The news surrounding Hewlett-Packard's (NYSE:HPQ) recent 10-K filing centered on the revelations that several governmental and industry oversight departments -- including the SEC, U.S. Department of Justice, and the U.K. Serious Fraud Office -- had opened investigations into HP's Autonomy deal. After everything that's occurred since the Autonomy acquisition debacle, the introduction of investigative bodies isn't surprising, as discussed in more detail in a recent article.
HP's 10-K filing went on to discuss its plans to reduce the workforce by as much as 29,000 across multiple divisions, in its efforts to streamline operations and manage overhead. Again, not surprising, and most HP shareholders were likely familiar with the news. But after digging a bit deeper into the SEC filing, CEO Meg Whitman laid the groundwork for what could become an entirely new Hewlett-Packard in 2013.
After further review
It should be noted that 10-K, and other SEC-related filings, are often chock-full of speculative statements, disclaimers, and a laundry list of "possibles" for the coming year, that's the nature of filings. The onus is on the filing company to address any and all potential changes that may arise in the near future.
What makes HP's recent 10-K, and the disclosures within it, worthy of consideration are the specifics Whitman includes, such as, "[We will] continue to evaluate the potential disposition of assets and businesses that may no longer help us meet our objectives." It's pretty clear; Whitman's statements left the door wide open for HP to shed entire underperforming business units; and it's about time.
Based on the 5% jump in HP's share price today, I'm not the only one reinvigorated by HP's (apparent) willingness to take drastic steps to right the ship; long-suffering investors are ready for change, too.
It won't be easy, regardless
The Autonomy deal is only the latest in a long line of HP buyout mishaps. More than $67 billion in acquisitions in the past 10 years, for a $29 billion company, says it all. More distressing for shareholders has been HP's slow transition from the dying PC market to new, innovative technology solutions -- particularly in the mobile, cloud, and enterprise computing markets.
Dell (UNKNOWN:UNKNOWN), HP's longtime competitor, may not be on the leading edge of the brave new IT world, but it's certainly further along. Recent acquisitions including Quest Software and its software services, along with enterprise solutions provider Gale Technologies, are two reasons Goldman Sachs upgraded Dell -- yes, the PC maker -- to a buy.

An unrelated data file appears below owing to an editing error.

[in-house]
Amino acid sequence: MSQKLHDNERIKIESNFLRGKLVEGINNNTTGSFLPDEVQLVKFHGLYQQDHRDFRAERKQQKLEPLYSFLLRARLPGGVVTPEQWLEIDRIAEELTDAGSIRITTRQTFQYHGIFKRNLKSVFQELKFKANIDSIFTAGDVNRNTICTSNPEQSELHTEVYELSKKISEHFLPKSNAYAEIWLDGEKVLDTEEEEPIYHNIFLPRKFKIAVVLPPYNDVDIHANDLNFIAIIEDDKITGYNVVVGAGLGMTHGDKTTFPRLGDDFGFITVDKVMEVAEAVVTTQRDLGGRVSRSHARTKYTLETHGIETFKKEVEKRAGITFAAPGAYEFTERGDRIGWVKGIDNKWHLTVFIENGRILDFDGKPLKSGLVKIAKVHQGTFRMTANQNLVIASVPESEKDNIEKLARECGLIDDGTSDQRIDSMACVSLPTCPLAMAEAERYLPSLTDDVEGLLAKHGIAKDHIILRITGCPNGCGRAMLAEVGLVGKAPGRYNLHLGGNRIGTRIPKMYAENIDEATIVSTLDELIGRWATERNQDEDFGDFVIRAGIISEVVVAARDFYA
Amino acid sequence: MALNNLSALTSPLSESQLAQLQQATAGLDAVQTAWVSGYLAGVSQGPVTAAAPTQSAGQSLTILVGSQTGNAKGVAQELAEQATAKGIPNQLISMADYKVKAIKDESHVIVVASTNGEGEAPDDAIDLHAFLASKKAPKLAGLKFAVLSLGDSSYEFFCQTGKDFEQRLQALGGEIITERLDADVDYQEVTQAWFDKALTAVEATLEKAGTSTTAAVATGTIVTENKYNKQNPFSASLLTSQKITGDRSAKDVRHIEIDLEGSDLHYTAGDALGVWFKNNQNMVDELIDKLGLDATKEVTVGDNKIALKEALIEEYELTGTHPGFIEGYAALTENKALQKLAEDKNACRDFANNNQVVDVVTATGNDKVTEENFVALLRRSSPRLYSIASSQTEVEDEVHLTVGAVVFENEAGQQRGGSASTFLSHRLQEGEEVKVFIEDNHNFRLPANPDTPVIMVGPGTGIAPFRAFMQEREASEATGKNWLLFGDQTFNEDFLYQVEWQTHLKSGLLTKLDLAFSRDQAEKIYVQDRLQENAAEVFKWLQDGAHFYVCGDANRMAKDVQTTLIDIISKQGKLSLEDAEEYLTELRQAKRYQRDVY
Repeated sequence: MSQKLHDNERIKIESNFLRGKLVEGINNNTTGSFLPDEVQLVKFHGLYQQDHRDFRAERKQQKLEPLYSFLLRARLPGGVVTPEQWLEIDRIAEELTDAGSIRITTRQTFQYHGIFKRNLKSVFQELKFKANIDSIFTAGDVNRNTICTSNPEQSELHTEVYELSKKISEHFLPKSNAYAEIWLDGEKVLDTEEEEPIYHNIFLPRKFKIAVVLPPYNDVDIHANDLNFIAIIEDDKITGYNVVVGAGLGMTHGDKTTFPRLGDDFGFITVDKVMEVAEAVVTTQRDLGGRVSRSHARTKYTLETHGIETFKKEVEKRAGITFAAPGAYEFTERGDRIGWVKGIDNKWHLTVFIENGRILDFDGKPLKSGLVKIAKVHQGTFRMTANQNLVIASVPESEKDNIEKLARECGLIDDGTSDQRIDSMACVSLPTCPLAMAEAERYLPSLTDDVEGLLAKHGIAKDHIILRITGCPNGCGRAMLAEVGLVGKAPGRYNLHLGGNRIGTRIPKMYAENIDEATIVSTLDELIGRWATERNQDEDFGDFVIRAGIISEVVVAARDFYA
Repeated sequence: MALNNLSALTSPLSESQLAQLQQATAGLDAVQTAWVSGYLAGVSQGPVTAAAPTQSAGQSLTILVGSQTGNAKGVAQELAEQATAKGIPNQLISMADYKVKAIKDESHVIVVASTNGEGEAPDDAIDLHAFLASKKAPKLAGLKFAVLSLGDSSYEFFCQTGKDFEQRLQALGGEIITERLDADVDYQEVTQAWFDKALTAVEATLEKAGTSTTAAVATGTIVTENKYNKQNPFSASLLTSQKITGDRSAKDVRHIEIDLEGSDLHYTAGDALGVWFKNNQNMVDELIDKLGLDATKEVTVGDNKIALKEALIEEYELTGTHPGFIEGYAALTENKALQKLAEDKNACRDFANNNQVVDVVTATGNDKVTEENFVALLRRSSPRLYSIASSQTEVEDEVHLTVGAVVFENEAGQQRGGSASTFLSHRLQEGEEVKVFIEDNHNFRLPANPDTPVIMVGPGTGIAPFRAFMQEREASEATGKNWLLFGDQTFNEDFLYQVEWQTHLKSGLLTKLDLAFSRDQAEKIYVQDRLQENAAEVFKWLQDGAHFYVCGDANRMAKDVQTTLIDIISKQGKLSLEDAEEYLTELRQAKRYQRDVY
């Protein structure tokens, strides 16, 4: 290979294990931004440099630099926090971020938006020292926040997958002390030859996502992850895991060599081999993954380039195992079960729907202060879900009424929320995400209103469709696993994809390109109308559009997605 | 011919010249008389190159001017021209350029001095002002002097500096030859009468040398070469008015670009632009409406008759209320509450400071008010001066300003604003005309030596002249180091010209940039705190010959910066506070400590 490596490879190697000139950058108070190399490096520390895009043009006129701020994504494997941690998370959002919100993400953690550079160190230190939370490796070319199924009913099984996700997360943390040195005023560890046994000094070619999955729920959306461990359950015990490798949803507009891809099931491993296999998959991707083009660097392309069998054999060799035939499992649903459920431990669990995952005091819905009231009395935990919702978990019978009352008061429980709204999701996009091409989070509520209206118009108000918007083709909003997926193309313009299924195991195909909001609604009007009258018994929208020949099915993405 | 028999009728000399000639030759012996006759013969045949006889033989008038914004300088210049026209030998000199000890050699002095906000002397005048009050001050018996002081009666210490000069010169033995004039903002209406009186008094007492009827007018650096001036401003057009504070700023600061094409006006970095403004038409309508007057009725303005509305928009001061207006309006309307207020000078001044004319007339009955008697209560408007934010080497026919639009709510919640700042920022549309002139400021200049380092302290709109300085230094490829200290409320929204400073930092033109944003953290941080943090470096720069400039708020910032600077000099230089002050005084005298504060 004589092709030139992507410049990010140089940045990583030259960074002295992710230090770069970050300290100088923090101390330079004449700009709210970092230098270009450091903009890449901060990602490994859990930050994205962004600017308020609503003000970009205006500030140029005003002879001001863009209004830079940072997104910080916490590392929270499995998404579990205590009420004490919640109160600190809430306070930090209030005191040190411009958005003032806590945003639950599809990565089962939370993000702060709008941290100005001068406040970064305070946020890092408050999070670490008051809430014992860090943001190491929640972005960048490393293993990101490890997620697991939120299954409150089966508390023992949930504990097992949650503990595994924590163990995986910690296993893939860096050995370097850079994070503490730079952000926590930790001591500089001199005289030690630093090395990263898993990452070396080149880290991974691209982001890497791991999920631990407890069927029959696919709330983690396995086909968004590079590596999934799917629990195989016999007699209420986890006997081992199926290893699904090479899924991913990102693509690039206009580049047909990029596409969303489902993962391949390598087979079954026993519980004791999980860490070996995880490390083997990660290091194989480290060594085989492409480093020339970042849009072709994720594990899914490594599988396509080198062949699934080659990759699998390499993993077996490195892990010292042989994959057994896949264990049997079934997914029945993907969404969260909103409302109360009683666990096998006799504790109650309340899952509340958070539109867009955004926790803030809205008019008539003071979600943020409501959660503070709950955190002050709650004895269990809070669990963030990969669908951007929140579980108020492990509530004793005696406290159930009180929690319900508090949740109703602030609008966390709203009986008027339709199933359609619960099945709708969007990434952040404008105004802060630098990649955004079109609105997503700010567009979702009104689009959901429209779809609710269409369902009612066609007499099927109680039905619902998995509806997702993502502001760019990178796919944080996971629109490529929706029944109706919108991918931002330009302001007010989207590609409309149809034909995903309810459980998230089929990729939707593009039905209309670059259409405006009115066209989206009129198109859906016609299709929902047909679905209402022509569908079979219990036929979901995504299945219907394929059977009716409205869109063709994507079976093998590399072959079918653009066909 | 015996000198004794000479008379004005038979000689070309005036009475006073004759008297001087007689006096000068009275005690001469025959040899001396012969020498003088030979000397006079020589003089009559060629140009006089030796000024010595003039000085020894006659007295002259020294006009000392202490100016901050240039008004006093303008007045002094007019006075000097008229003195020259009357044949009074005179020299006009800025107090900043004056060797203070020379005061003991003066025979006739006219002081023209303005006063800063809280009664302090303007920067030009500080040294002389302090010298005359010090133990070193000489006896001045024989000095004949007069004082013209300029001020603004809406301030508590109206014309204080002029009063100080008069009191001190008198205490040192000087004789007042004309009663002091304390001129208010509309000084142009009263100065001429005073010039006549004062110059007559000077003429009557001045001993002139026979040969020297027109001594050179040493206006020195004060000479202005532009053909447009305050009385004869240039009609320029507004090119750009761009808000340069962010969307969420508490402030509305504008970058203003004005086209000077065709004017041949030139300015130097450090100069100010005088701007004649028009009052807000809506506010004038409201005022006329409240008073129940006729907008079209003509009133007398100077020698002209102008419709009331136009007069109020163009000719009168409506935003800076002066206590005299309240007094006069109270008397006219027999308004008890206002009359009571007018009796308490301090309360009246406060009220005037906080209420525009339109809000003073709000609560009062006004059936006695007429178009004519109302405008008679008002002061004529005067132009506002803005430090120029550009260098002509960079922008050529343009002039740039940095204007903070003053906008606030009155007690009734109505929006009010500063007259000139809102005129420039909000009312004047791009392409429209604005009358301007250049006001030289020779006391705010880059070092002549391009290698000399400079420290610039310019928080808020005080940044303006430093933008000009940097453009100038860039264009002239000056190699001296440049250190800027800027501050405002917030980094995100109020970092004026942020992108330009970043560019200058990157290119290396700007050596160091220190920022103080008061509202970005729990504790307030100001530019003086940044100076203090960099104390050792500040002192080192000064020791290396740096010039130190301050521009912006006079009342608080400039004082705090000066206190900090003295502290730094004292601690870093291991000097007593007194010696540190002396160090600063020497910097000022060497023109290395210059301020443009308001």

While the number of positive steps in HP's transformation, from PCs to emerging technologies, doesn't include overwhelming successes, there are signs of life. Inroads in the increasingly crowded cloud computing and enterprise arenas haven't borne fruit for HP as yet, but the solutions are there. The recent announcement HP's WebOS is alive and breathing, and now running some of Google's (NASDAQ:GOOGL) successful Nexus products, is a positive step in the right direction.
Hopefully, Whitman's allusion to cutting losing business units is more than idle CEO-speak. The Google/WebOS arrangement is nice, and indicative of HP's efforts to move beyond the PC market -- a la Dell. But its 3.5% dividend yield, and the nice run shareholders have enjoyed the past month, aren't sustainable with HP's flat-to-declining revenue growth, and long-term debt nearly twice its $11.3 billion in cash.
No more trimming around the edges; if 2013 is going to mark the return of Hewlett-Packard, Whitman needs to be as aggressive as she is in her 10-K filing.
Fool contributor Tim Brugger has no positions in the stocks mentioned above. The Motley Fool owns shares of Google. Motley Fool newsletter services recommend Google and Goldman Sachs. Try any of our Foolish newsletter services free for 30 days. We Fools don't all hold the same opinions, but we all believe that considering a diverse range of insights makes us better investors. The Motley Fool has a disclosure policy.